Emmanuel Macron was received at the Vatican on Friday by Pope Francis for the second time in his five-year term, a gesture towards Catholics five months before the presidential election and in the wake of the sexual abuse scandal that shook the Church of France.
Arrived at 11:00 a.m. (10:00 a.m. GMT) at the Apostolic Palace, the French president spoke for an hour with the Pope, the Vatican said.
He was then received by Cardinal Pietro Parolin, Vatican number two, and Bishop Paul Richard Gallagher, Secretary for Relations with States.
According to diplomatic sources, these talks were to be an opportunity to address the migration crises at the gates of Europe, after the shipwreck that claimed the lives of 27 migrants on Wednesday in the Channel, and the Sauvé report on sexual abuse in the Church in France, on which the Pope has already expressed his “immense sadness” and a feeling of “shame”.
No word, however, on this matter in the official Vatican press release: “the discussion focused on a number of international issues, including the protection of the environment in the light of the results of the COP26”, “the perspectives of the next presidency of the European Union “, as well as on” France’s commitment to Lebanon, the Middle East and Africa “.
“Humanism with rules”
On images broadcast by the Vatican, the two heads of state appear smiling and talk to each other in a warm atmosphere. The president offered the sovereign pontiff two biographies of Ignatius de Loyola, founder of the Jesuit order from which the Argentine pope came: a first, rare, from 1585 and a second work, “Inigo”, by François Sureau, member of the French Academy.
In return, the Pope offered him a ceramic painting depicting St. Peter’s Basilica and papal texts.
“Talking with the Pope, coming to discuss several international issues was extremely important,” Macron said at a press conference.
The French president returned to the management of the migration crisis, exposing his vision of “humanism, but with rules” and the need “to have cooperation policies with countries of origin and transit to avoid these movements undergone “.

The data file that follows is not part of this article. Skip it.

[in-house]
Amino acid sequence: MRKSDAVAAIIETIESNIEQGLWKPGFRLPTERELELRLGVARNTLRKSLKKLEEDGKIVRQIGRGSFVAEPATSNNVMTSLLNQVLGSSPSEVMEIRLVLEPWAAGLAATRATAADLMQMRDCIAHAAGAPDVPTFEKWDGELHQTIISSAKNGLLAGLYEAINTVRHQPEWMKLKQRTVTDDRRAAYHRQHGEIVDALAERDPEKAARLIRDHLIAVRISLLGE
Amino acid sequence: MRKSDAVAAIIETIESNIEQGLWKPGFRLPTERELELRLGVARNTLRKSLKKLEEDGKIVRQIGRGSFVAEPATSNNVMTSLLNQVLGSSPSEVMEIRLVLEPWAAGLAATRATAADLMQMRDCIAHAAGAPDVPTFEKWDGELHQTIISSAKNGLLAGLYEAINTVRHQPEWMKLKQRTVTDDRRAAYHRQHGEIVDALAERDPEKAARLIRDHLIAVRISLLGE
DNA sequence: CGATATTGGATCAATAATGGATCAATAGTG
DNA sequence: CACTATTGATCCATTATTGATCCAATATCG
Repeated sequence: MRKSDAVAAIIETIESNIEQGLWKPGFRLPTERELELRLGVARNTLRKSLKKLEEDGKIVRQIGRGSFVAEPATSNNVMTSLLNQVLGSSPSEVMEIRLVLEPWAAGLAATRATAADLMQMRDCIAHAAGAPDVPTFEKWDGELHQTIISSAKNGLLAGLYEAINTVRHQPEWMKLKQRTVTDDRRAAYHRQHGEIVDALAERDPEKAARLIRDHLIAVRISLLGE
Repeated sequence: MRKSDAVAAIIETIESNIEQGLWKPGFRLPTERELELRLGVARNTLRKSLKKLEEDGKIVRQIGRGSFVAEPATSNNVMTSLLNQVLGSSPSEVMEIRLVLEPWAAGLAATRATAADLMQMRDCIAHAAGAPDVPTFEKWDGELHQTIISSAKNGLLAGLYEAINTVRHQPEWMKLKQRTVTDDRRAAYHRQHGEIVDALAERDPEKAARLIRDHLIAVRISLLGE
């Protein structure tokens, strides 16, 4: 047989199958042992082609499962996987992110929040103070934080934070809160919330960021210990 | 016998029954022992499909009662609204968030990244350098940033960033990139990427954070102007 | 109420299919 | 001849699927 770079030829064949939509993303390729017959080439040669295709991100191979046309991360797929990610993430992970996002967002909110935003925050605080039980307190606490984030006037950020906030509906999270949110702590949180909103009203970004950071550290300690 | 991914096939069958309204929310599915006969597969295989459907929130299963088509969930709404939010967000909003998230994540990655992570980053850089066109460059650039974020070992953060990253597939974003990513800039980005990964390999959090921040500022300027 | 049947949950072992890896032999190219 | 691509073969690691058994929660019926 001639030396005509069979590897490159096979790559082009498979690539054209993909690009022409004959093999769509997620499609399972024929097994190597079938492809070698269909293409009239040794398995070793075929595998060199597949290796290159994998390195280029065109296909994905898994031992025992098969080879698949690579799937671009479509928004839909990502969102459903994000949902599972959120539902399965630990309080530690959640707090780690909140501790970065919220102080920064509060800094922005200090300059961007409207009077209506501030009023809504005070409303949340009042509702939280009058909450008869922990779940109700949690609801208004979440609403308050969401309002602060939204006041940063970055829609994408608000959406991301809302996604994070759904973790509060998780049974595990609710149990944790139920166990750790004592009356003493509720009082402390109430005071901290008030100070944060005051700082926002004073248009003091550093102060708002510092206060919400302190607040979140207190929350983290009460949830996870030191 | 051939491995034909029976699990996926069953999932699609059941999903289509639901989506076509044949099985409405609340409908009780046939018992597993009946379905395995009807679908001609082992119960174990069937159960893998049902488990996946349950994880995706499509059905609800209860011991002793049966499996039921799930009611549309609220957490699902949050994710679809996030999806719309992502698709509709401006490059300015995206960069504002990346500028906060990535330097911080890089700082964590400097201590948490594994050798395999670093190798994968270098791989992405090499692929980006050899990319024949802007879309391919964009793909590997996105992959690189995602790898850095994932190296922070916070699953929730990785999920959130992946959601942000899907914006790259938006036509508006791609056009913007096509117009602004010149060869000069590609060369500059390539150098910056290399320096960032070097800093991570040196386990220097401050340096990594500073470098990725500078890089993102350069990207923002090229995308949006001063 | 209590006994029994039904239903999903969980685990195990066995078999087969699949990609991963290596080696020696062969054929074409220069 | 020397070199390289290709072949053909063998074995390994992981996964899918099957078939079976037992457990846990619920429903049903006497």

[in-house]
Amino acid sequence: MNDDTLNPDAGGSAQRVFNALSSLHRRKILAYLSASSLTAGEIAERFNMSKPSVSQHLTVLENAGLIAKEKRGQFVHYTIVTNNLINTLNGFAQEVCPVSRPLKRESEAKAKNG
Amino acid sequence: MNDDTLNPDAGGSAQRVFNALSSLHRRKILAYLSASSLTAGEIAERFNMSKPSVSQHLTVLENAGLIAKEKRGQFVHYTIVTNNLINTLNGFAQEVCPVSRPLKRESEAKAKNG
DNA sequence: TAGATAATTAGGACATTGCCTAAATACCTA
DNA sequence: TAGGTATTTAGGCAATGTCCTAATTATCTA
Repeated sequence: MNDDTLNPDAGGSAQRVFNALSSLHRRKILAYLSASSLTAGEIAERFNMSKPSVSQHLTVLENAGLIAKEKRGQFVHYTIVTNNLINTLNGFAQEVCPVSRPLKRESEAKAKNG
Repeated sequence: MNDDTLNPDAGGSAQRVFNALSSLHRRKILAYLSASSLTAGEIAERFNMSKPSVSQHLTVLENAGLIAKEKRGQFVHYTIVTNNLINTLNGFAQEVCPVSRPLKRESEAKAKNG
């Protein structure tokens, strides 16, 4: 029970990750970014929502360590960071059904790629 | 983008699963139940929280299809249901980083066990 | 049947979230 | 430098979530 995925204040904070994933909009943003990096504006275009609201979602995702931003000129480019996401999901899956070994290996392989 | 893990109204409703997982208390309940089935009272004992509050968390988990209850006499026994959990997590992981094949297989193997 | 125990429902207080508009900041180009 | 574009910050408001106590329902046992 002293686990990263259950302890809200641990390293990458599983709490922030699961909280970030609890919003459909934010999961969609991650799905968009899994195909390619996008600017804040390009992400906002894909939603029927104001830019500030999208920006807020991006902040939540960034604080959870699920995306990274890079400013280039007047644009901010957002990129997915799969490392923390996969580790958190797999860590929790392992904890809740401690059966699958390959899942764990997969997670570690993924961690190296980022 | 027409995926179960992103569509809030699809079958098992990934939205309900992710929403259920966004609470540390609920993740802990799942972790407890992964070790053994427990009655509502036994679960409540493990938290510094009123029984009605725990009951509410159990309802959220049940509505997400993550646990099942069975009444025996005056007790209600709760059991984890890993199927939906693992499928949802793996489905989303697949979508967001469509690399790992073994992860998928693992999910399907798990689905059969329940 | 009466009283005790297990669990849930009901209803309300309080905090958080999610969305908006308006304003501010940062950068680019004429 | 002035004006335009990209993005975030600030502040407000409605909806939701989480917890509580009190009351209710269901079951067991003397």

Thursday, he had already explained his differences with the Pope on the subject of migrants. “We must welcome, it is constitutional asylum (…) On the other hand, welcoming everyone is not sustainable for the balance of our countries,” he told the newspaper La Croix.
Through this visit to the Vatican, a month after that of his Prime Minister Jean Castex, Emmanuel Macron spares a Catholic electorate with whom relations have been cooled by the adoption of the bioethics law as well as the restrictions on access to funerals and the holding of masses during the health crisis.
The reminder of the law concerning the secrecy of confession has also been a bone of contention.
And another tension could arise if he included in the program of a second five-year term the right to die, as some of his relatives wish.
Emmanuel Macron’s visit to the Vatican is a mark of respect in a relationship that has been a roller coaster. In April 2018, in front of the bishops meeting in the College of Bernardins, in Paris, Emmanuel Macron said he wanted to “repair the link between the Church and the State” which “has been damaged”. He was also the first president to visit Lourdes in July.
But he also declared, with regard to the law on assisted reproduction, that the voice of the Church on matters of society “cannot be injunctive”.
Another goal of his trip is the signing of the Quirinal Treaty, concluded between France and Italy, which emphasizes strengthening cooperation between the two countries in the defense and security sector.
This treaty encompasses other common subjects, such as culture and education, common engagement in the Mediterranean and Africa as well as cooperation in the field of space, the Italian government said. The opportunity to strengthen ties with an ally one month before the start of the French presidency of the EU.